|Drug name||Generic Name||Coupon|
|Antipsychotic drugs including Haldol and chlorpromazine , Risperdal and Seroquel , Keppra , Klonopin|
|Antidepressants including Celexa , Lexapro , Prozac , Sarafem , Zoloft|
|Mood-stabilizers including Depacon , Lamictal , Equetro , Epitol , Carbatrol|
|Uncontrolled movement of arms, legs, head, face and upper body|
|Ability to plan and organize is decreased|
|Feelings of depression and anxiety, anger and irritability|
|Obsessive-compulsive behavior (repeating the same question or activity over and over again)|
|Feeling disoriented or confused|
|Loss of memory or slowness in processing thoughts|
|Difficulty learning new information|
|Difficulty focusing on tasks, organizing or prioritizing tasks|
|Mania, bipolar disorder or obsessive-compulsive disorder|
|Walking with a stiff gait or displaying slowness when walking|
|Antidepressants to manage feelings of depression (SSRI antidepressants, tricyclic antidepressants and other types of antidepressants)|
|Mood stabilisers (including carbamazepine)|
|Antipsychotic medication (to help suppress involuntary movements)|
Huntington's disease is a rare medical condition that causes the gradual degradation of the nerve cells in the brain and over time will break down. Currently, there is no cure for this medical condition. Patients diagnosed with Huntington's disease may experience changes in their thinking abilities or experience psychiatric disorders as well as changes to their movement abilities. While most patients develop signs of Huntington's disease in their 30's or 40's, others may develop early symptoms in their 20's. Therefore, it is important to have regular checkups with your physician.
While symptoms of Huntington's Disease varies along the areas of movement, cognitive and psychiatric symptoms, there are some common signs shared by patients diagnosed with Huntington's Disease:
Huntington's Disease is attributed to an inherited defective single gene in the brain. This disease is caused by a mutation on chromosome 4. The proteins of the brain cells in a patient diagnosed with Huntington's Disease are clumped together resulting in cell death, instead of normal coding in this region. A person only needs one copy of the defective gene to develop this condition. A parent with this condition may pass off their genes to their offspring resulting in a 50/50 chance that the child will get a faulty gene and develop Huntington's disease or to their future offspring.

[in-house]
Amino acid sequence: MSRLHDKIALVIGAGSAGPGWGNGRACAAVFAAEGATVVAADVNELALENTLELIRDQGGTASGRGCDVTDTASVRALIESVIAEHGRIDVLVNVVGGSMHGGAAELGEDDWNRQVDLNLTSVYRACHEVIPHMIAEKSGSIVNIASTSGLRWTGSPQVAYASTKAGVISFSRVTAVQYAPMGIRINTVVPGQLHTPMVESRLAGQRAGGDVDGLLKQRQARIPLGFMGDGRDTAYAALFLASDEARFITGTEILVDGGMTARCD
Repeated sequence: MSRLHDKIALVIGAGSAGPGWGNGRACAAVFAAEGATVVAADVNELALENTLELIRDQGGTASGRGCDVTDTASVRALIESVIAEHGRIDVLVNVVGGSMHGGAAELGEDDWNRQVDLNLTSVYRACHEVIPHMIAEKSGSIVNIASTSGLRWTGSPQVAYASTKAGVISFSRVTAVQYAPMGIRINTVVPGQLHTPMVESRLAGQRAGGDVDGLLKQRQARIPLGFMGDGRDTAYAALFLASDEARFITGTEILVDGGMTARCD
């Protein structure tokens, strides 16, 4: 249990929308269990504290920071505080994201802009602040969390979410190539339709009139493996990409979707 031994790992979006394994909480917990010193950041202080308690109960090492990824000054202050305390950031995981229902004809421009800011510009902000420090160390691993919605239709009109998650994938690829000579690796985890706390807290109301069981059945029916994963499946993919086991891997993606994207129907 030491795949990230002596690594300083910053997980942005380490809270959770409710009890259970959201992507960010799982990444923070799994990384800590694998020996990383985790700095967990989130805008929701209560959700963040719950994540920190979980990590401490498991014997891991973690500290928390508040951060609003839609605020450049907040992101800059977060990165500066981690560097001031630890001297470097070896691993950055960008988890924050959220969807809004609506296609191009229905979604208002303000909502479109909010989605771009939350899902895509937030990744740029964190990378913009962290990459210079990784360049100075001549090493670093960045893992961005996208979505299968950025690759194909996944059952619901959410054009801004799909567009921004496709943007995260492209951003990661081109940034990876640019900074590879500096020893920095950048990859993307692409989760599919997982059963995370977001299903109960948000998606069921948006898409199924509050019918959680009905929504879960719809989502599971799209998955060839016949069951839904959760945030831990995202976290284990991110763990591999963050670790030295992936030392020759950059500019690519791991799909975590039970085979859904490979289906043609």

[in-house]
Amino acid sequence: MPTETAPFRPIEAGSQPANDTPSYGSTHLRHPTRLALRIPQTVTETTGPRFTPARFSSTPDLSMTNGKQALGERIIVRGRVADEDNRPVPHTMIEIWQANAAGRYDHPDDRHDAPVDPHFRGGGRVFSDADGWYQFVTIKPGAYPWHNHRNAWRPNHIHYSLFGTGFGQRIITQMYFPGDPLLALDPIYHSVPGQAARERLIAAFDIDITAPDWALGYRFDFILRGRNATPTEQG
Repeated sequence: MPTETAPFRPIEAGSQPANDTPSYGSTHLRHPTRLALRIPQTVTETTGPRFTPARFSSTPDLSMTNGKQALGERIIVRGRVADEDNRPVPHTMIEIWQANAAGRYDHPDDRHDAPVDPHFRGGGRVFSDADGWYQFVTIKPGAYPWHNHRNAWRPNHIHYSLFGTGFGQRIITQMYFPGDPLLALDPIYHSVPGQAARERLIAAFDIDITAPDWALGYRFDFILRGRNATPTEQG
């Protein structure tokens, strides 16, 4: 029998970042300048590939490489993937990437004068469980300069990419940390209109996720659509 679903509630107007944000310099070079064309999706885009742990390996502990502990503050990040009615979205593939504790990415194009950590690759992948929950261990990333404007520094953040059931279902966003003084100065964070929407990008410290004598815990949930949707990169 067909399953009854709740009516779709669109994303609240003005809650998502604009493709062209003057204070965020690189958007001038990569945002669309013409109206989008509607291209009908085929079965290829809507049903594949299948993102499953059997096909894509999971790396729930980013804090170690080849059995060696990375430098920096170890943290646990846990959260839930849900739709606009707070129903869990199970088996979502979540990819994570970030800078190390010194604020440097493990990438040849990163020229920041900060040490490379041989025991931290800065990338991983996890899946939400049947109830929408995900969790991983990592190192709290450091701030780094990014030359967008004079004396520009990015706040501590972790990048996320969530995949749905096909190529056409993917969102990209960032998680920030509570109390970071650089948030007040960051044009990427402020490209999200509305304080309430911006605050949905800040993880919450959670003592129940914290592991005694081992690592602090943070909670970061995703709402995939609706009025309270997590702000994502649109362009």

To determine if a patient has Huntington's Disease, a neurologist may want to review the patient's family history (pedigree or genealogy) as this disease is usually inherited from one's parents and to ensure that the symptoms displayed are not caused by underlying medical issues. Secondly, the neurologist will run some tests on the patient by testing their strength, coordination, balance and mental status. Some patients with Huntington's Disease are unable to control their eye movements and, therefore, the tests should provide a conclusive result. Finally, the physician may determine if a patient has Huntington's Disease by having the patient undergo a CT and MRI scan which will provide an in-depth picture of the brain's health. If a patient has not displayed any symptoms of Huntington's Disease (but has a family history of this condition), the neurologist may have the patient undergo pre-symptomatic testing.
Although Huntington's Disease has no known cure, there are some treatment options available for patients to help manage their symptoms. These include:
Speech, language and occupational therapy can be a great benefit to patients diagnosed with Huntington's Disease. These forms of therapy can help the patient express complex thoughts and cope with this disease, that can be very frightening to the patient. It is important to maintain the body in top physical and mental condition.
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